When we reviewed Sony's A7R mirrorless camera, we were thrilled by its combination of a full-frame image sensor and a compact body. The Sony A7 offers both, and yet it's even more affordable. It also boasts better autofocus and performance, but trades off some of its sibling's epic resolution to achieve these. We already knew the Sony A7 would be great, but we wanted to answer which was better: The Sony A7 or A7R? Does amazing image quality trump performance? Are you better off spending a little more, or can you be thrifty and still get the best full-frame mirrorless camera money can buy? Read our Sony A7 review and find out! (minimize)

image of Sony Alpha ILCE-A7R digital camera Sony Alpha ILCE-A7R 36.4 -- $2,082.65
Our 2013 Camera of the Year marks the start of the full-frame mirrorless revolution
The news you've been waiting for has arrived! The age of the fully-featured, full-frame mirrorless camera is finally here -- and boy, what a duo of cameras kickstart the revolution. The Sony A7R promises absolutely amazing image quality in a compact body, while its closely-related sibling the A7 trades a little resolution for greater performance. Both cameras excite in their own way, but it's the Sony A7R -- our 2013 Camera of the Year -- which really floors us. This amazing compact system camera offers image quality to rival a medium format design, yet in a body that can fit in a coat pocket, even with a lens attached. Travel and street photographers in particular should have the Sony A7R at the top of their wishlist. Read our in-depth Sony A7R review for all the details, or shop for one now! (minimize)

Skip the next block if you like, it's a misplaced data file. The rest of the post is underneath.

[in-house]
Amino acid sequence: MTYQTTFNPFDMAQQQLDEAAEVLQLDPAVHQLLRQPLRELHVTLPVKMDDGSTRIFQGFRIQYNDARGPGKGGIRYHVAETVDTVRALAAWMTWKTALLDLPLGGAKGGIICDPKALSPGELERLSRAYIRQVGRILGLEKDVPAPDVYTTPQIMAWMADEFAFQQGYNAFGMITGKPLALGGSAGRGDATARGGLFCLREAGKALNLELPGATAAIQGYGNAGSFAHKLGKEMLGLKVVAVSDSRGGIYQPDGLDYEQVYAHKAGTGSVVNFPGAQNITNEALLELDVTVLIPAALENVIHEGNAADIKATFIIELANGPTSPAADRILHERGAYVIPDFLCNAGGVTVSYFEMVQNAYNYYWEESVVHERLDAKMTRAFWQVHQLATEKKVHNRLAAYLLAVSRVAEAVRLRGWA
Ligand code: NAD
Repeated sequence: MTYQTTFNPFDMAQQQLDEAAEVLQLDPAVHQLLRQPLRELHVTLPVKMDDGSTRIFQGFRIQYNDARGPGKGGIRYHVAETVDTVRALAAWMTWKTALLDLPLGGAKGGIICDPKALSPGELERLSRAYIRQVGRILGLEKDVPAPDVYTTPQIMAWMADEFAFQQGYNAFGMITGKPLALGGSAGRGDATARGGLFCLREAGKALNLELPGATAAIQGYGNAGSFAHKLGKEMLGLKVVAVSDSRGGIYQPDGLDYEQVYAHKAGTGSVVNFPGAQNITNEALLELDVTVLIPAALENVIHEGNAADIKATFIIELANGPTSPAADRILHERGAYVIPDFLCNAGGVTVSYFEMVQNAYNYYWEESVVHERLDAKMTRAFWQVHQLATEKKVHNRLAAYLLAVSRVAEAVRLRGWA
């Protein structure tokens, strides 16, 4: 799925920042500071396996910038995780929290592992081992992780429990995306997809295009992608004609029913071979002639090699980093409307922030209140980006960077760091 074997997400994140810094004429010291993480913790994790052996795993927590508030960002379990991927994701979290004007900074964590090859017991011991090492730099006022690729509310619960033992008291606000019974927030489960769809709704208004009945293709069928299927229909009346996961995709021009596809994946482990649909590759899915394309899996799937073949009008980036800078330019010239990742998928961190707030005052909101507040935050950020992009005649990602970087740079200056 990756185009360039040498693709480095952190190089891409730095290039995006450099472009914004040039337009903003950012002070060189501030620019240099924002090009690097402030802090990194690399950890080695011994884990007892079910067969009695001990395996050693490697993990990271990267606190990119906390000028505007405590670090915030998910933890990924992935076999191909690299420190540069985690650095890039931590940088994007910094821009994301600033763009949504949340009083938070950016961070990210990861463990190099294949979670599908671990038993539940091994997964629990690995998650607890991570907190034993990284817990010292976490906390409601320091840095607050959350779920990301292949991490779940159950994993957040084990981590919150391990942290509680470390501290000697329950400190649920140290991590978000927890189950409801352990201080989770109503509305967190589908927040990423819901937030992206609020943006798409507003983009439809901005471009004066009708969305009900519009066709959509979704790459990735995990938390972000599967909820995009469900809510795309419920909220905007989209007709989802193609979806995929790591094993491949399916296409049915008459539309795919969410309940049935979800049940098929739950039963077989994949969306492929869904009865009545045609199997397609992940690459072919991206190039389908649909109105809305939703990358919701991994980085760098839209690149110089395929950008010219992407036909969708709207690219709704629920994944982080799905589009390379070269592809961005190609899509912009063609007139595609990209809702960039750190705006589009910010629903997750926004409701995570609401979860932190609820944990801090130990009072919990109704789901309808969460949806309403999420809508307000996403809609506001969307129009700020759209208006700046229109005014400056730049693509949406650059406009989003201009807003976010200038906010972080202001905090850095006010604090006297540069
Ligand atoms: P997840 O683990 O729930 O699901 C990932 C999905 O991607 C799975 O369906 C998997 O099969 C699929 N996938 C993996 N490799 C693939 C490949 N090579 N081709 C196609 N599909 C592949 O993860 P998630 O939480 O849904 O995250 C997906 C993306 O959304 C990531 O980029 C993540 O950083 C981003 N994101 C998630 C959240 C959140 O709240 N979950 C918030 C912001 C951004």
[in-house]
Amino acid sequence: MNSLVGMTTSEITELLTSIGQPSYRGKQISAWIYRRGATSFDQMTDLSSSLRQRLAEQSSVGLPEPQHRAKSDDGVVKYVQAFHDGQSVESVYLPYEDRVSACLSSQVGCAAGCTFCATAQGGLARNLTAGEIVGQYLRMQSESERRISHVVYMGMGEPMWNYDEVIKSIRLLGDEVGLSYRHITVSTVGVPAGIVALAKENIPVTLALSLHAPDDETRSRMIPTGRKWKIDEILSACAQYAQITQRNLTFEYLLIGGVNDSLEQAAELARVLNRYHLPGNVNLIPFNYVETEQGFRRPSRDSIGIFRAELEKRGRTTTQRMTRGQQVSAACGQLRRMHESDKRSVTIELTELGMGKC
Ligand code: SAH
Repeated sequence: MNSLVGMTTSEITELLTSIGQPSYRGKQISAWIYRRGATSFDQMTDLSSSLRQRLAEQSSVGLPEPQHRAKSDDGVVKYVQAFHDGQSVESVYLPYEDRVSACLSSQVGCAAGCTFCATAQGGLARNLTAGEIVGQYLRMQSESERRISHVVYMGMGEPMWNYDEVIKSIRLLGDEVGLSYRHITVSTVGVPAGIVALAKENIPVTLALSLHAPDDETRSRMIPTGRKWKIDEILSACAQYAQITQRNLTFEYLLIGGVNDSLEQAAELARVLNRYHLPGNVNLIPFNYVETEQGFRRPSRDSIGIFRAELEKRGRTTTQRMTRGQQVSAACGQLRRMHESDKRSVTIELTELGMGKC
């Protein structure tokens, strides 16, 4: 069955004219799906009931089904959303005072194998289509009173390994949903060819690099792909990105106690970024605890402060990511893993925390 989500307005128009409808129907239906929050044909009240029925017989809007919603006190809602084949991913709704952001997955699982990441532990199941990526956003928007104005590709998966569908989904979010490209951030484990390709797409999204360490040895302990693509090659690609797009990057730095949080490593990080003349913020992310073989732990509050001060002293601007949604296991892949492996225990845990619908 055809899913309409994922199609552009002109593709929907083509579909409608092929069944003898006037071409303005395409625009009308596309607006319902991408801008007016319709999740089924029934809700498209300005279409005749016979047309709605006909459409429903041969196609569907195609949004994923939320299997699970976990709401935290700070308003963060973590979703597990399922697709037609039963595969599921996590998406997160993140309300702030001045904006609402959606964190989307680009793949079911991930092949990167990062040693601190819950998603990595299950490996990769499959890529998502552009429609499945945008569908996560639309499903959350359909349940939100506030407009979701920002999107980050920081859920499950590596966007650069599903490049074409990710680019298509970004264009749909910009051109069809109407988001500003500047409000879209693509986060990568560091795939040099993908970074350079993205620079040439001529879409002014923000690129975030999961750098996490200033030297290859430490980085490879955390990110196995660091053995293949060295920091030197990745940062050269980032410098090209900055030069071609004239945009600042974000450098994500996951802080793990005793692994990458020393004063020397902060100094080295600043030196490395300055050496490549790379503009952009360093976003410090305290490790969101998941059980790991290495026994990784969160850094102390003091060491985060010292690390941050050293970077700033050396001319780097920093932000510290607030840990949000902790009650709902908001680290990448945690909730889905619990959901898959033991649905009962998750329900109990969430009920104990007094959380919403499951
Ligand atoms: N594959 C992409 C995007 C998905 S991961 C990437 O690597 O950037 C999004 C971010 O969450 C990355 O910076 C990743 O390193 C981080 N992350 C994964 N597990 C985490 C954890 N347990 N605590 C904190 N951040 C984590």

image of Sony Alpha SLT-A77 digital camera Sony Alpha SLT-A77 24.3 3.13x $1,438.20
Pro-camera burst performance and full-time AF in a camera that enthusiasts can afford
With the Alpha SLT-A77, Sony makes a bold step into pro camera territory by combining an extremely high-res 24 megapixel APS-C image sensor, a speedy Bionz image processor, and its phase detect-friendly Translucent Mirror design. The result? A camera that can shoot at up to an astounding twelve full-resolution frames per second, while still adjusting focus between frames. The Sony A77 also boasts a go-anywhere weather-sealed design, and yet still manages to include a versatile tilting LCD monitor, something not offered by its nearest rivals. Add built-in GPS and Full HD, 60 frames-per-second video with full-time phase detect autofocus, and you've got quite a camera on your hands. Whether you're a sports shooter, an enthusiastic videographer, or you've just got hyperactive kids to keep up with the Sony Alpha A77 should prove more than up to the task. All that at a price tag that an enthusiast can justify makes the Sony A77 an easy Dave's Pick. Click here for our review of the Sony A77, or click this link to shop! (minimize)